I carefully placed several handfuls beneath the laurel and the rhododendron growing near Laurel Run’s banks. And then I tossed some on top of some leaf litter. I looked and there were ashes under my fingernails. I tossed again. The wind came up just for a moment, and I was surrounded by an eddy of my father’s ashes, getting into my clothes, my hair, swirling around. I gasped and breathed in enough that I coughed.
It took me just a moment to consider how I should feel or react. Should I be alarmed or disgusted or freaked out. Or maybe have some profound, memento mori experience of remembering soberly that I, too, will die and dissipate into ashes and dust and pass into memory and nothingness. In the end, though, I threw my head back in the breeze and laughed. Just for joy.
My father’s ashes, my father’s body, some significant part of my father’s being, transformed by the energy of fire, was in me, around me, a part of me.
Today, I invite us to ponder the mystery of connectedness through the lens of death. Obviously, I’m considering these issues because of the personal anniversary I mentioned, but also, at the end of this month, we will celebrate the days of the dead, our ancestors – Hallowe’en, Samhain, el Dia de los Muertos, All Saints and All Souls…Let us prepare for those days as we watch the trees let go their leaves, animals stock up for their winter’s lean snooze, and see the ground soften under the rain before the freeze. The coming winter, like death, is not an ending, but a resting, another season of transformation.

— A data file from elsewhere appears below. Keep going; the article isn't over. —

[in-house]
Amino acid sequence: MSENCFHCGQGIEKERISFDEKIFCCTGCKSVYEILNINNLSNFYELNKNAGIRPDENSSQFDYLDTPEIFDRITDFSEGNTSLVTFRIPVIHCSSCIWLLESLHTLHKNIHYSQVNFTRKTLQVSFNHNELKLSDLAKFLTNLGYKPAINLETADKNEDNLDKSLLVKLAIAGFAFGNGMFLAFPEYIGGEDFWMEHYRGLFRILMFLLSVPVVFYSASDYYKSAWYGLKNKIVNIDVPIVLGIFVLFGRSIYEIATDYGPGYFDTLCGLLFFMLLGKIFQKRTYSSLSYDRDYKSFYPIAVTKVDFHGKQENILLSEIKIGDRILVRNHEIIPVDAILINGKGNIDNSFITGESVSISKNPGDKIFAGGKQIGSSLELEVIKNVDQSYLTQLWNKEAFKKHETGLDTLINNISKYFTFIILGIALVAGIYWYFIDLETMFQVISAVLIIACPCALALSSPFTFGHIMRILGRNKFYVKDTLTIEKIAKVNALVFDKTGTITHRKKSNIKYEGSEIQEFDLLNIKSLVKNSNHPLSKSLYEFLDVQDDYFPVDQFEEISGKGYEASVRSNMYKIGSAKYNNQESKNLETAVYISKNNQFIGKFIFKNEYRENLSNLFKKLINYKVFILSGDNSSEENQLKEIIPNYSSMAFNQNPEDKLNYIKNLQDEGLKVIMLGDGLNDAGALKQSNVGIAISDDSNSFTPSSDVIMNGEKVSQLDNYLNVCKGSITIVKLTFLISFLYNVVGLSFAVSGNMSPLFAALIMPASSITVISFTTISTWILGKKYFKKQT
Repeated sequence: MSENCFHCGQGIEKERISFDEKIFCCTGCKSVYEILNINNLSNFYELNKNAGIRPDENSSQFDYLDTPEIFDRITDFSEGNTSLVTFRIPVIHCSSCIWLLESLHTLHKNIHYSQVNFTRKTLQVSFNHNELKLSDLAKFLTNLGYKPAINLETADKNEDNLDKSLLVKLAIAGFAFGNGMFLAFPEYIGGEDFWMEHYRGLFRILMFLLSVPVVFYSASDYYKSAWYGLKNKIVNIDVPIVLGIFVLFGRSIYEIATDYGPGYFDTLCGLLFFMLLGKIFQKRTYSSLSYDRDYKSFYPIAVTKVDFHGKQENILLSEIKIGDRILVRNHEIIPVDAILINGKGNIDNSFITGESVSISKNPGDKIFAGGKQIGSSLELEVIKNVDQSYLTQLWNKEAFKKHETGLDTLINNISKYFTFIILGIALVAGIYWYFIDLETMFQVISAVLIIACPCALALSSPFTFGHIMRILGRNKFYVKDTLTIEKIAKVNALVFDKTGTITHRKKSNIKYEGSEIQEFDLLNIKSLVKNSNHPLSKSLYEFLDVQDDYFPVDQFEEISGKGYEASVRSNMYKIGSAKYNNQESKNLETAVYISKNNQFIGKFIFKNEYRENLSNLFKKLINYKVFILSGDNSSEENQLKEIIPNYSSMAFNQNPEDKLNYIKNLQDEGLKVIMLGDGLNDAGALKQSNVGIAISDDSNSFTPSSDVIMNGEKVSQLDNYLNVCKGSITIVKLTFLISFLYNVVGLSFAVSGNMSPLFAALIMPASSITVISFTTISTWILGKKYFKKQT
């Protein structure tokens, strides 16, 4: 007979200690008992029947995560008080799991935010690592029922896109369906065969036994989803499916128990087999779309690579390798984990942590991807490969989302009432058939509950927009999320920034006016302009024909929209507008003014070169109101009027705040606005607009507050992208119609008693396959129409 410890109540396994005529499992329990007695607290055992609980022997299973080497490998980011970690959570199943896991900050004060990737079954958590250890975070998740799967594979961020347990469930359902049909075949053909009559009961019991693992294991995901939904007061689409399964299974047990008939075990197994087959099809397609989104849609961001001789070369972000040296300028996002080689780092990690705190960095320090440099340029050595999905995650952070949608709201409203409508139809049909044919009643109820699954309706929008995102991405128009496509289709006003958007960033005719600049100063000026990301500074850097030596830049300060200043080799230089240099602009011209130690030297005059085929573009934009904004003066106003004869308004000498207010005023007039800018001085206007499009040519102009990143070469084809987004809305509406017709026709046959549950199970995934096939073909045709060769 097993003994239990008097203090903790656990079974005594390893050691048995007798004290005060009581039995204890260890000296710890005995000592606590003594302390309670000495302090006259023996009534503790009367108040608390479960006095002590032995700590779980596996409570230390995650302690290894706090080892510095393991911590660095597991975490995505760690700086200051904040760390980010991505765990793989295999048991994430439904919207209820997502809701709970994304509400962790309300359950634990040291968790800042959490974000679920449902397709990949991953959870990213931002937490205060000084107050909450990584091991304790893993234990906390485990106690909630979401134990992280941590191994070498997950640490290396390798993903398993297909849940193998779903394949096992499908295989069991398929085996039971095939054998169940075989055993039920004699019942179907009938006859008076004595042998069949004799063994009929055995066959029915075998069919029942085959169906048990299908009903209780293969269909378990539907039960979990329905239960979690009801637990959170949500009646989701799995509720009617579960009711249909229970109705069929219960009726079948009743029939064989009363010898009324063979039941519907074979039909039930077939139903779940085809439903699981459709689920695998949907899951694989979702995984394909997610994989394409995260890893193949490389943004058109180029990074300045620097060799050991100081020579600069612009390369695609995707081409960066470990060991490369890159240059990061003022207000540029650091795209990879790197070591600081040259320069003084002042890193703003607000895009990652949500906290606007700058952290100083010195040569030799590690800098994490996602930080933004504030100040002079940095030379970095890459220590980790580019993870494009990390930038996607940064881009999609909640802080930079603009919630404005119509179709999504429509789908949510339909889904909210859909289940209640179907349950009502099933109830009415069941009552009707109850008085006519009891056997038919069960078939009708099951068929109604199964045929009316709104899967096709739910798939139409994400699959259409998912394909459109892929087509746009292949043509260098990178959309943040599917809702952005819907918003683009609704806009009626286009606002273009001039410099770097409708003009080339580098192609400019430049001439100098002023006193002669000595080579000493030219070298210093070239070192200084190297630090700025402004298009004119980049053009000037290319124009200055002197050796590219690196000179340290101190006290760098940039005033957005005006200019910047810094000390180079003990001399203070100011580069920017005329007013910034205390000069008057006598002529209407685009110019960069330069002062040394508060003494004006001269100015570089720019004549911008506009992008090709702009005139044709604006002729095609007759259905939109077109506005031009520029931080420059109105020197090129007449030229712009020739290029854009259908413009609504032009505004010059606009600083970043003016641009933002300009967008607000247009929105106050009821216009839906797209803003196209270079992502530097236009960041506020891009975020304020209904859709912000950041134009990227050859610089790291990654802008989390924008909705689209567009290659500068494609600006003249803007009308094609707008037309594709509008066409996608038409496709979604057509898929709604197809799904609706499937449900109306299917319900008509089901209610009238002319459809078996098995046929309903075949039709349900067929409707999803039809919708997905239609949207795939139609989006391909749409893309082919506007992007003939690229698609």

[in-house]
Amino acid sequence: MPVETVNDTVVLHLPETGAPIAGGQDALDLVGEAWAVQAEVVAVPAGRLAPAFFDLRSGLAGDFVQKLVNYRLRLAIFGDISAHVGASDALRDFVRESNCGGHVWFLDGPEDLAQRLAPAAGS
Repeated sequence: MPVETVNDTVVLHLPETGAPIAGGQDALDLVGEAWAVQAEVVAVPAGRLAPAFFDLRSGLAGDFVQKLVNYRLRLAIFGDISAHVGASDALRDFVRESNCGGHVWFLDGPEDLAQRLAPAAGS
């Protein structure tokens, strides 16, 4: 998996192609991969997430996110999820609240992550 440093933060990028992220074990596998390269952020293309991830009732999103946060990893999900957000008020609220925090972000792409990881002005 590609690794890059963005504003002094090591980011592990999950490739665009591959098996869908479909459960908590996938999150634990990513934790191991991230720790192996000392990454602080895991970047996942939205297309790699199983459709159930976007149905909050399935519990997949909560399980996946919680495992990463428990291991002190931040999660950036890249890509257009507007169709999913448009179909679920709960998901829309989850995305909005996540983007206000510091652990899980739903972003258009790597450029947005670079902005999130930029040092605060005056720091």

Earth-based traditions have a helpful perspective on these issues of transformation. My dear friend, Jonathan White, is a Wiccan priest, writer, teacher, and social worker. At one point, discussing death, he said that part of what his traditions have to teach is that we are all and always part of the Big Picture. We cannot ever be parted from the Big Picture, and our existence is eternally meaningful in that Big Picture. This insight was a great consolation to me in my grief. We are never separated from anything else in existence.
Our culture has problems with this idea. From Christianity’s Paul of Tarsus, to contemporary secular understandings to many New Age doctrines, we learn that the body, especially in its soft, oozy, “ickiness”—most of all when it decays after death—is infinitely less valuable than the mind, less enduring than the soul. We can even say, according to Paul, “corruptible.” Paul is wrong here. The body is not corruptible in this sense. What do I mean by this? I mean that ickiness is not corruption. Decay is not corruption. Decomposition is not corruption. I mean that “return” to Earth is not corruption. What changes, what is transient or temporary, is simply participating in the greater life of the Universe. I argue, then, that the body is at least as eternal as any other part of human existence.
I wonder about the teachings that the saved soul is incorruptible and the body corruptible. Is the soul what we associate with consciousness, interior essence, or personality? We “lose consciousness” at death. Many religious traditions teach that consciousness moves on to another plane of existence, to a shadowy realm near us, to an intermediate stage between this life and another just like it, or to everlasting bliss or eternal agony. In whatever way, many religions teach that the part of us that is most enduring is that part that we cannot see or get a handle on concretely.
We are changed in death. We are changed every moment, and perhaps never more profoundly than when we die. It is the nature of life of existence, of matter; it is the nature of our energy to be changed and changed and changed again, always changing. Never destroyed, never called ex nihilo—out of nothing—into creation.
For example, it had always been the case that I was connected to my father and that I am connected to him now, after his death. It had always been the case that I had the shape of my father’s eyes and the color of my mother’s. It had always been the case that my hands reflected the shape of both my father’s and my grandmother’s before his. Laughing out loud, talking with my hands, falling into melancholy, there are countless ways of being genetically, environmentally connected to our biological parents.